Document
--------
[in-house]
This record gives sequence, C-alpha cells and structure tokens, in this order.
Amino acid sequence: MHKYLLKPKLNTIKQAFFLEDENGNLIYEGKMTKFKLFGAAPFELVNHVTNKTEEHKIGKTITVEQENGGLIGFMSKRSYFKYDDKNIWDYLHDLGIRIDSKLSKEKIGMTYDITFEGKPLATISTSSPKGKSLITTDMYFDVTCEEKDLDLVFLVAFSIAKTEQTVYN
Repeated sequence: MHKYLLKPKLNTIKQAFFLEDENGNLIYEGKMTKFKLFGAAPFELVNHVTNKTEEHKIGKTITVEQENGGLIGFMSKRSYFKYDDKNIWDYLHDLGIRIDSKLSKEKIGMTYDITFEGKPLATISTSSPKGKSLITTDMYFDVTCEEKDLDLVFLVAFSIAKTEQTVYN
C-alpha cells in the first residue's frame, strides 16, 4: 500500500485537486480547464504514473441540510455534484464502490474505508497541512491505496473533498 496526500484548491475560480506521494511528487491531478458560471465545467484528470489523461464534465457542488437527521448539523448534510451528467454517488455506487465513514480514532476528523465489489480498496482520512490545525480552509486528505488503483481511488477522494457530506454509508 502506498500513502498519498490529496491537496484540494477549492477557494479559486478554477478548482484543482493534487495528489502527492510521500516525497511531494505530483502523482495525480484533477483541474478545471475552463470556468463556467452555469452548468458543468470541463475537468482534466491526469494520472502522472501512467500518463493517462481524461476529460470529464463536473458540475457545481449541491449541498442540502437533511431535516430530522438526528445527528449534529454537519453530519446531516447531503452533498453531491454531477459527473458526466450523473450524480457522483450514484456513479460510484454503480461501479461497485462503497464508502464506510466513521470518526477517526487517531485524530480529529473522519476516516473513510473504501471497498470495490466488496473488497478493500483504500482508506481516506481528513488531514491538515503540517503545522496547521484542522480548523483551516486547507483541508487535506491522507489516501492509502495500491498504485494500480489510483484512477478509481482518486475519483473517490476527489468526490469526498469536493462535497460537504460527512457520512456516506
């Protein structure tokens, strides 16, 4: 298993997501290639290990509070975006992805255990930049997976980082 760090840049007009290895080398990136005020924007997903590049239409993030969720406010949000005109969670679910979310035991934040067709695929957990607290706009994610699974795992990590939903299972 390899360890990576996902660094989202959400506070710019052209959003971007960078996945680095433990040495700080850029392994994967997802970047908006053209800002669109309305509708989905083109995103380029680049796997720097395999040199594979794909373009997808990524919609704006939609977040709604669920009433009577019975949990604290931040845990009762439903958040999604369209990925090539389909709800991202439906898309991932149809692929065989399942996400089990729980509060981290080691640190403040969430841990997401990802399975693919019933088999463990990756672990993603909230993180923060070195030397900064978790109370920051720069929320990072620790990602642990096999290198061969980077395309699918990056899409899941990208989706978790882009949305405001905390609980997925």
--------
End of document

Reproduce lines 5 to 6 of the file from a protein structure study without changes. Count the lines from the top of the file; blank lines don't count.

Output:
C-alpha cells in the first residue's frame, strides 16, 4: 500500500485537486480547464504514473441540510455534484464502490474505508497541512491505496473533498 496526500484548491475560480506521494511528487491531478458560471465545467484528470489523461464534465457542488437527521448539523448534510451528467454517488455506487465513514480514532476528523465489489480498496482520512490545525480552509486528505488503483481511488477522494457530506454509508 502506498500513502498519498490529496491537496484540494477549492477557494479559486478554477478548482484543482493534487495528489502527492510521500516525497511531494505530483502523482495525480484533477483541474478545471475552463470556468463556467452555469452548468458543468470541463475537468482534466491526469494520472502522472501512467500518463493517462481524461476529460470529464463536473458540475457545481449541491449541498442540502437533511431535516430530522438526528445527528449534529454537519453530519446531516447531503452533498453531491454531477459527473458526466450523473450524480457522483450514484456513479460510484454503480461501479461497485462503497464508502464506510466513521470518526477517526487517531485524530480529529473522519476516516473513510473504501471497498470495490466488496473488497478493500483504500482508506481516506481528513488531514491538515503540517503545522496547521484542522480548523483551516486547507483541508487535506491522507489516501492509502495500491498504485494500480489510483484512477478509481482518486475519483473517490476527489468526490469526498469536493462535497460537504460527512457520512456516506
């Protein structure tokens, strides 16, 4: 298993997501290639290990509070975006992805255990930049997976980082 760090840049007009290895080398990136005020924007997903590049239409993030969720406010949000005109969670679910979310035991934040067709695929957990607290706009994610699974795992990590939903299972 390899360890990576996902660094989202959400506070710019052209959003971007960078996945680095433990040495700080850029392994994967997802970047908006053209800002669109309305509708989905083109995103380029680049796997720097395999040199594979794909373009997808990524919609704006939609977040709604669920009433009577019975949990604290931040845990009762439903958040999604369209990925090539389909709800991202439906898309991932149809692929065989399942996400089990729980509060981290080691640190403040969430841990997401990802399975693919019933088999463990990756672990993603909230993180923060070195030397900064978790109370920051720069929320990072620790990602642990096999290198061969980077395309699918990056899409899941990208989706978790882009949305405001905390609980997925």